Collections can be viewed now at www.gianguanacutions.com. In-gallery preview opens Friday, March 3rd at Gianguan Auctions’ mid-town gallery, 39 W. 56th Street. The sale is Saturday, March 11th, starting at 10 a.m., the first weekend of Asia Week.
Lot 128–a black glazed bottle-neck vase of the Qing Dynasty elaborately enameled with gilt wire outlines on a field of Famille rose. Six Buddhist lions, florals and acanthus leaves are set off by a gilt key-fret rim. The blue reign mark and the Qianlong six-character mark are on its base. The estimate is “by request”.
The tomb of a general and his princess wife buried on March 18, in the year 564, has been discovered in China.
Found tomb containing skeletons of General Zhao Xin and Princess Neé Liu.
The princess was the daughter of the Cong Ming King from the Northern Qi Dynasty, which existed for just 27 years and was one of the shortest and mysterious dynasties in Chinese history.
The ancient tomb, which contained the couple’s skeletons, was also filled with figurines.
Apart from the remains of the couple, 80 exquisite coloured figurines have also been found inside their tomb chamber.
A sandstone inscription found in the tomb describes the life of the couple Zhao Xin and his wife, Princess Neé Liu. The inscription says (in translation), “On the 20th day of the second moon of the third year of the Heqing period [a date researchers said corresponds to March 18, 564], they were buried together.”
Zhao was the son of the leader of a local tribe and was born with a general title, according to the inscription, which was written in ancient Chinese.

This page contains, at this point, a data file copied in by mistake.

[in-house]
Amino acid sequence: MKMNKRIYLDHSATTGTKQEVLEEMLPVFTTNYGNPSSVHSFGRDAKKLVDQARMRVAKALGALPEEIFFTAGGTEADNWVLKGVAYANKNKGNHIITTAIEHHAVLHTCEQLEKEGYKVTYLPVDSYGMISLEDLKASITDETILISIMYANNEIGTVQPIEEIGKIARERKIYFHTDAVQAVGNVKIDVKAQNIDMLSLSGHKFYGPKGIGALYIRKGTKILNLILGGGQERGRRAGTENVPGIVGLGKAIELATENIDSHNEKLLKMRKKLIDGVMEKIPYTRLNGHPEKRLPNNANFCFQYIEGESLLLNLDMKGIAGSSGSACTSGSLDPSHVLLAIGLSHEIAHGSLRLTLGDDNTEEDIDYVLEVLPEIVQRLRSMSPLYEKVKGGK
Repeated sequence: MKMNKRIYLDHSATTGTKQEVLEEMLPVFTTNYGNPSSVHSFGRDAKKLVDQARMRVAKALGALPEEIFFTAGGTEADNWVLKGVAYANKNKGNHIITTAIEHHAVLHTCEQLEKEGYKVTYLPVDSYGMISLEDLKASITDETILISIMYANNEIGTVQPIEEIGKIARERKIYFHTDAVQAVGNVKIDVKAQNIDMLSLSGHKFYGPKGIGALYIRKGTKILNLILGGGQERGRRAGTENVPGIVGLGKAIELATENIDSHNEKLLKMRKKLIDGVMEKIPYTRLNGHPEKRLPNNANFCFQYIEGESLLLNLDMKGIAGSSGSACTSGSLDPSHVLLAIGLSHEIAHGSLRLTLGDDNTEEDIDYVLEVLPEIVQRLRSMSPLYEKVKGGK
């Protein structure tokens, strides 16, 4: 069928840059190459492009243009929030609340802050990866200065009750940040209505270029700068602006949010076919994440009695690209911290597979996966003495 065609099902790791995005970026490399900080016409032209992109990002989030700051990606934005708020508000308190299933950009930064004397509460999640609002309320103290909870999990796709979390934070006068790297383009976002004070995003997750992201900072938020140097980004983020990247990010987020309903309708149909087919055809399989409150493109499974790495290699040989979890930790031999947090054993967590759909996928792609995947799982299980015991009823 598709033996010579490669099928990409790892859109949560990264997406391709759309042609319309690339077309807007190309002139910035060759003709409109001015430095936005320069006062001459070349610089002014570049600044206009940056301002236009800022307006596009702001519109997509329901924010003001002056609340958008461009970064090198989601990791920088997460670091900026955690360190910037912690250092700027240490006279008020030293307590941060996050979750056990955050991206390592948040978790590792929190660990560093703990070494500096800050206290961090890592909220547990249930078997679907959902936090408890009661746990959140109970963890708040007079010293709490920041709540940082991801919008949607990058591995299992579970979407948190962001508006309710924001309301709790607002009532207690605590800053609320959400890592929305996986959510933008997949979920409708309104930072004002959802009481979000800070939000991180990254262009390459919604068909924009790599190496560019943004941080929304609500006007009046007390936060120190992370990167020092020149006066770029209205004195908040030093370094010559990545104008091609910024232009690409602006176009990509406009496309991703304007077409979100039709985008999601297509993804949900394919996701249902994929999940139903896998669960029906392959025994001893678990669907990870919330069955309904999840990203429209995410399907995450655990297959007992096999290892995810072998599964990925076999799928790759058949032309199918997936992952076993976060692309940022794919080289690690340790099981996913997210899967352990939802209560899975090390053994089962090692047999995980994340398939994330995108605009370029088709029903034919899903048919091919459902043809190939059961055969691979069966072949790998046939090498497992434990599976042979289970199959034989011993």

The man was born with a general title and was promoted three times in his life. When he died at the age of 67, he was the general of a garrison of solders at Huangniu Town, leading some 5,000 soldiers.
The man’s presence could ‘command a hundred cities and scare off 10,000 men’, said the inscription.
As a reward to his loyal service, Zhao was given three more titles after he had passed away, including the Jiabiaoqi Great General and the local executive of Chanshan County.
Of Princess Neé Liu, the inscription says that “by nature, she was modest and humble, and sincerity and filial piety were her roots. Her accommodating nature was clear, her behavior respectful and chaste.”
A rare Chinese porcelain cup sold for $180,000 at Brunk Auctions this Saturday.
The Imperial cup features the sealmark of Qianlong in underglaze blue and fine polychrome enameling. It also features an inscribed poem attributed to the Qianlong Emperor which bears the date of the bingshen year (1776).
According to Andrew Brunk, President of Brunk Auctions, “The exceptional sale of this piece of porcelain suggests that Brunk Auctions has extensive reach in the Chinese market. We are delighted that this fine cup sold for a price comparable to similar works at New York Auction houses.”
Benbaping Jaiqing style mark Republic Period enamelled with scrolling flowers and the Eight Buddhist Treasures on a white ground beneath a banded neck and drum shaped top now glued to the base iron red six character seal style mark 26.5cm.
Provenance: acquired by an ancestor of the vendor while working as a solicitor in Shanghai in the early 20th century and thence by descent.